Grotzinger et al. (2014) used cell sorting followed by whole genome amplification from single cells and genome sequencing to examine communities that live in hypersaline pools existing at the bottom of the Red Sea. They were particularly interested in discovering genes from halophiles that might be of commercial value (e.g., hydrolases, dehydrogenases). To aid their cultivation independent search, they developed a bioinformatic tool called a profile and pattern matching algorithm to find genes of interest. In this manuscript they detail their efforts, successes and failures, at mining the single amplified genome data.

Fullmer et al. (2014) sequenced genomes from 19 Halorubrum strains all cultivated from the hypersaline lake Aran Bidgol located in Iran and compared them to Halorubrum genomes available at the NCBI database. Multilocus sequence analysis was used to establish a phylogeny among strains and the robustness phylogenetic clusters was tested by average nucleotide identity and G + C content, which showed conformity unless groups were comprised of strains cultivated from different geographic locations. Inteins and clustered regularly interspaced short palindromic repeats (CRISPRs) within and between phylogenetic assemblages were patchily distributed among all strains including those that were >99.5% identical for DNA sequence across five protein coding loci.

In the next chapter, Dillon et al. (2013) examined different salinity ponds from the Guerrero Negro solar saltern in Baja California Sur, Mexico using 16S rRNA and bacteriorhodopsin genes as molecular markers for assessing microbial diversity. This study showed that contrary to expectations, ponds of similar salinity had variable community structure; bacterial exceeded archaeal diversity; one of the ponds was dominated by clones that were unrelated to Salinibacter ruber, the typically reported bacterial inhabitant of saturated brines. The authors also showed that the haloarchaeal diversity in lower salinities was largely previously uncharacterized.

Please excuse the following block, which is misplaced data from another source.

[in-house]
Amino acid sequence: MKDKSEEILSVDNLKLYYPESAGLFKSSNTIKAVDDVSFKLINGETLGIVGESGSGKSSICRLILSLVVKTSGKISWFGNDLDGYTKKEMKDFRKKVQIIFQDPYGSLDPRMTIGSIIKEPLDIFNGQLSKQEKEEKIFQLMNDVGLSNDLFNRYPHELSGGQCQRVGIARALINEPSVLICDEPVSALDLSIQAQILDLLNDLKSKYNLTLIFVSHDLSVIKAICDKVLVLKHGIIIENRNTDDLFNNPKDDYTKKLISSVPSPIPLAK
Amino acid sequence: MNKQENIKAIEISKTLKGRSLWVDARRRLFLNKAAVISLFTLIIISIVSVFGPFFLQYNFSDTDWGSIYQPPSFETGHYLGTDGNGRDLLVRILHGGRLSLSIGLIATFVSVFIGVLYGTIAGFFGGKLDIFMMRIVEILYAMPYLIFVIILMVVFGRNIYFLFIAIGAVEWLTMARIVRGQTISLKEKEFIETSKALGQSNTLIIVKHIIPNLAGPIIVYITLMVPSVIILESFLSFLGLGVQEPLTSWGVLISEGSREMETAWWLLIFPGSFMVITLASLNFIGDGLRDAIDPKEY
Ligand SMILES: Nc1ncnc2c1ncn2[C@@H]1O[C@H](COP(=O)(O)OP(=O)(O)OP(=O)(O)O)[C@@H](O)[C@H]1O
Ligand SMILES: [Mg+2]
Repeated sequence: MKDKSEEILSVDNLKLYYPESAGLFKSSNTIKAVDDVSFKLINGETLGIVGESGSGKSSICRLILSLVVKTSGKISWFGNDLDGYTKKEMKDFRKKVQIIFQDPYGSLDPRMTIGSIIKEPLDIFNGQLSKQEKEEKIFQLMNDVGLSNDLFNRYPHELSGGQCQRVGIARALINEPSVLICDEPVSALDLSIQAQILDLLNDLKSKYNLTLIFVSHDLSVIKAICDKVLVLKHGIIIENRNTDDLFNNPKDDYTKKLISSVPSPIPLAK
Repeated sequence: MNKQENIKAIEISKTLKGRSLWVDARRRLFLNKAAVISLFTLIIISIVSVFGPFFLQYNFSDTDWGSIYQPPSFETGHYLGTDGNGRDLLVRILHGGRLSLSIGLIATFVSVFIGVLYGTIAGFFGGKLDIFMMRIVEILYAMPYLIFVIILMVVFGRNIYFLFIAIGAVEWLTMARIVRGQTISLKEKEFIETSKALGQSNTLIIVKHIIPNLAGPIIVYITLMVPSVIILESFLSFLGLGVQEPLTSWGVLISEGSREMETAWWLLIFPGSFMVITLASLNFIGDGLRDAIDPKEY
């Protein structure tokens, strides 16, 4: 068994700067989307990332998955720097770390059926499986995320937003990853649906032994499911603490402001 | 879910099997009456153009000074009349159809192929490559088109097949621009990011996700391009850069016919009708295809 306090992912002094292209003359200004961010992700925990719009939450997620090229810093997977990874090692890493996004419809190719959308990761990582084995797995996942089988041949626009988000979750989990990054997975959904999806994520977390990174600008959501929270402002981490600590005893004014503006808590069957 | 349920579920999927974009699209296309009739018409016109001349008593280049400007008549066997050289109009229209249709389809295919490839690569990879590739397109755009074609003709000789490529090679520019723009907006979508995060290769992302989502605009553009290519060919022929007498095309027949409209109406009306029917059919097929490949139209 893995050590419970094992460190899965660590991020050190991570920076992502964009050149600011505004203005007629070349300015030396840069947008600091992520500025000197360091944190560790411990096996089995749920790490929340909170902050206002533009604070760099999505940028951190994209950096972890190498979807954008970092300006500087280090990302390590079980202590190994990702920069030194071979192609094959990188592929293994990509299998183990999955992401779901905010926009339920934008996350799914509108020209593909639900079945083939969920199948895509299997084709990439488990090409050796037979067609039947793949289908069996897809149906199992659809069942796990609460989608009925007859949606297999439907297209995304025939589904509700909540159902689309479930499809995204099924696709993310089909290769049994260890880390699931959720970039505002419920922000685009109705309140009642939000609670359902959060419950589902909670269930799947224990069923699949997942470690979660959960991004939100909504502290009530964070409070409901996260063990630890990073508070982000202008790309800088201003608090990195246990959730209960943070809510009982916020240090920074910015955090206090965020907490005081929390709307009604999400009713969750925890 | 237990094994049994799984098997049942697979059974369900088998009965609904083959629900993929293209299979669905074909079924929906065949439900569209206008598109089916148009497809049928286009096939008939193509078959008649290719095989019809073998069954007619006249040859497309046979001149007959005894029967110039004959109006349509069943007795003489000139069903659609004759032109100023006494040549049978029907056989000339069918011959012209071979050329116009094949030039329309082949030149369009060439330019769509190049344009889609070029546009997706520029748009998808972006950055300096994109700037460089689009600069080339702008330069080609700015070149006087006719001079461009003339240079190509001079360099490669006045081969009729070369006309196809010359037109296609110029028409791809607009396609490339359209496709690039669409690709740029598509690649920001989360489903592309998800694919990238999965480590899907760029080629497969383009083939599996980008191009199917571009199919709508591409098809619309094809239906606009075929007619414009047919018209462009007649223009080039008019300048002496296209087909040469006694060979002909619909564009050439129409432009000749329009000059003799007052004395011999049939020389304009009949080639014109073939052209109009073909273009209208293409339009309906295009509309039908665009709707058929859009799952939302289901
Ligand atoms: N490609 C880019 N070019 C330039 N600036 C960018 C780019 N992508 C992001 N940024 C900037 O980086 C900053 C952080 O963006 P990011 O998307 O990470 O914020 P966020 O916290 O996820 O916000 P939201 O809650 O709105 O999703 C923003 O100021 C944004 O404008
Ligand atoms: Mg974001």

Multilocus sequence analysis and genome fingerprinting of 43 Halorubrum and Haloarcula strains cultivated from the hypersaline lake Aran Bidgol in Iran (Mohan et al., 2014) showed that these haloarchaeal genomes were exceedingly dynamic: nearly every strain examined had a unique fingerprint, even ones with 100% DNA sequence identity for five protein coding genes (~2500 nt). As a result, the authors concluded that the accumulation of this dramatic genomic variance was due to extensive gene gain and loss, which occurred faster than the neutral mutation rate.

Inteins are selfish genetic elements that insert themselves into highly conserved proteins. Through extensive haloarchaeal genome analysis (118 genomes, from 26 genera) Soucy et al. (2014) showed that most inteins had invaded only a fraction of the available insertion sites, though some were more adept than others. The absence of inteins despite available invasion sites indicates an inability to be mobilized likely based on the capacity of cells to exchange DNA with other community members. Therefore, the authors suggested gene transfer is not random in the haloarchaea, but instead exhibits extensive biases.

The study by Fernandez et al. (2014) used metagenomics to compare the community structure and functional properties between two saltern systems located on different coasts of Spain. Of significance was the observation that middle salinity concentrator ponds can have highly variable communities. The community from the Atlantic saltern 21% NaCl pond was more similar in structure to the Mediterranean saltern 33% pond, rather than a similar salinity pond (19%) at the same location. Additional analyses indicated carbon and phosphate availability might have a greater effect than NaCl concentrations in determining community structure.

Raman spectroscopy has become a useful tool in assessing biomolecules and minerals in strains and communities. Here, Jehlicka and Oren (2013) review how this technique has been applied to halophile communities living in gypsum crusts, evaporitic sediments, halite inclusions and endoliths, as well as to cultures for the purpose of describing the detection and distribution of important microbiological and geochemical markers.

Sencilo and Roine (2014) review what is known about the genomes of tailed viruses that infect haloarchaeal cells. Perhaps it is not surprising that these viruses are highly adapted to their hosts as their DNA G + C percentage is very high, like that of their hosts. Unexpectedly however, it appears they have much in common with their bacterial counterparts including genome content and organization, and similar capsid architecture and assembly. Thus, these strong commonalities suggest deep evolutionary relationships and a possible common ancestor for all tailed viruses/phage.